There’s been much talk about mindfulness. Many of you will recognize it as part of a yoga or meditation practice. Don’t worry. I’m not going to suggest that you meditate or strike a pose in the office. I am going to ask you to do something even more terrifying. Turn off the distractions. Email, mobile phone, social media, TV news – all off. Take five or ten minutes and relax. Maybe you will sit outside (weather permitting). Maybe you will listen to relaxing music or nature sounds. Maybe you simply will sit with your eyes closed.
Now that you’re relaxed and your mind is clear, answer these questions: When was the last time you paid attention – real attention – to your HR function? Have you updated recruiting methods? Have you revised applications? Have you trained managers to manage their teams? Do you know what’s in the handbook? Do you even know where the employee handbook is? Are you using an evaluation format that you inherited from someone who ran HR in the ‘70s? Are you wondering why you’ve not been getting the applicants you would like? Are you worried about whether you have the right people to lead your company into the future?
Too often HR is the last item on your “To Do” list because it’s not a profit center. But the foundation of every one of your profit centers is your people. If you don’t have a strong HR function, the rest of your company suffers.
Those of you who practice mindfulness through yoga or meditation are probably wondering how any analysis of HR relates to mindfulness. Years ago, I read an article about Jerry Brown visiting a monastery. He was so excited to be there, he couldn’t help asking many questions. One of the monks finally told him, “Do what it is you are doing.” In other words, don’t multi-task. Give your entire attention to the matter at hand. (In Gov. Brown’s case, it was scrubbing the floor.) Over the next several months, I’m going to ask you to relax then tackle your HR components one at a time, and I’m going to ask you to do it without multi-tasking. Give your undivided attention to strengthen the foundation of your business. The goal is to gain insight into your HR function and improve it to improve your business. We’ll start with recruiting.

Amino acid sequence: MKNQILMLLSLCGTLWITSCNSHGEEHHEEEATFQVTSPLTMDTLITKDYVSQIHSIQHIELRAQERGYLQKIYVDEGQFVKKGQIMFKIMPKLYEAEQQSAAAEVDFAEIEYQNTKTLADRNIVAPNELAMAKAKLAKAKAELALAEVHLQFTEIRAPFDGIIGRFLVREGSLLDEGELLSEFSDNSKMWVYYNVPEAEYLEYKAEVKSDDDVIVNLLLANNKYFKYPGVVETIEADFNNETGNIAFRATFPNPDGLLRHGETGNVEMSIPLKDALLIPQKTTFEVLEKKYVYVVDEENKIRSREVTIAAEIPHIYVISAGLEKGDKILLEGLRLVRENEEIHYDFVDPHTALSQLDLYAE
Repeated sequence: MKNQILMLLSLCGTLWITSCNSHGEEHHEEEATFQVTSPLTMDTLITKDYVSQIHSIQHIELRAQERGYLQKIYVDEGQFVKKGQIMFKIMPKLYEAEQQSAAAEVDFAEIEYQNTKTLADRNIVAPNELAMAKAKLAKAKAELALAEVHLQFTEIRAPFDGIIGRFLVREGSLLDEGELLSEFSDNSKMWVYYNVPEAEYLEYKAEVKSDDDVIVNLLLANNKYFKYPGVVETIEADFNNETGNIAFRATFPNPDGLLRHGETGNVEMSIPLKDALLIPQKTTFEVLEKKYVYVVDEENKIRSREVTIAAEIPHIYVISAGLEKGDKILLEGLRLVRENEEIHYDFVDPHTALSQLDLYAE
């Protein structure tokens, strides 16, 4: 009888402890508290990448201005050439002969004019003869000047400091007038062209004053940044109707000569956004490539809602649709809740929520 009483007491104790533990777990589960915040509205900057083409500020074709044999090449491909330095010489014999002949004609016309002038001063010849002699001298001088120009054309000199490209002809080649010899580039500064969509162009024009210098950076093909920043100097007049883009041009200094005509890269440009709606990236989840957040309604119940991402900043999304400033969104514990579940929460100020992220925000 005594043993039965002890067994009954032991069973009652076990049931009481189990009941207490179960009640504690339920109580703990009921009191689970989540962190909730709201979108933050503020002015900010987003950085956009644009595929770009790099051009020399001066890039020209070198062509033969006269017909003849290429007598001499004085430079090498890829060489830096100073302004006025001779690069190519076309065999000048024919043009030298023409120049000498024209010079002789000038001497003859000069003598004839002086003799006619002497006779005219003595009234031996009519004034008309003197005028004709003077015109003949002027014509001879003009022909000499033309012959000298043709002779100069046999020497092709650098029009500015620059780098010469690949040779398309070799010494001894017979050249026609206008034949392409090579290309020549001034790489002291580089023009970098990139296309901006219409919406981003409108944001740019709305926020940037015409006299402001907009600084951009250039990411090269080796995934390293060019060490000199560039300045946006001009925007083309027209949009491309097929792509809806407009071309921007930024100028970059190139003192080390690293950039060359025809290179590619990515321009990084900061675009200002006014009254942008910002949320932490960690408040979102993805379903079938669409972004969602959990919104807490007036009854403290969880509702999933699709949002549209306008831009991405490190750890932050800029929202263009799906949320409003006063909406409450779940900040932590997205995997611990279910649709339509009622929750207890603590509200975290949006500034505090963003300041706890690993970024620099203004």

Jean Novak is co-chair of the Employer-Employee Relations Practice Group and member of the Business Services and Public and Non-Profit Practice Groups. She can be reached at 412-281-5423 or at firstname.lastname@example.org.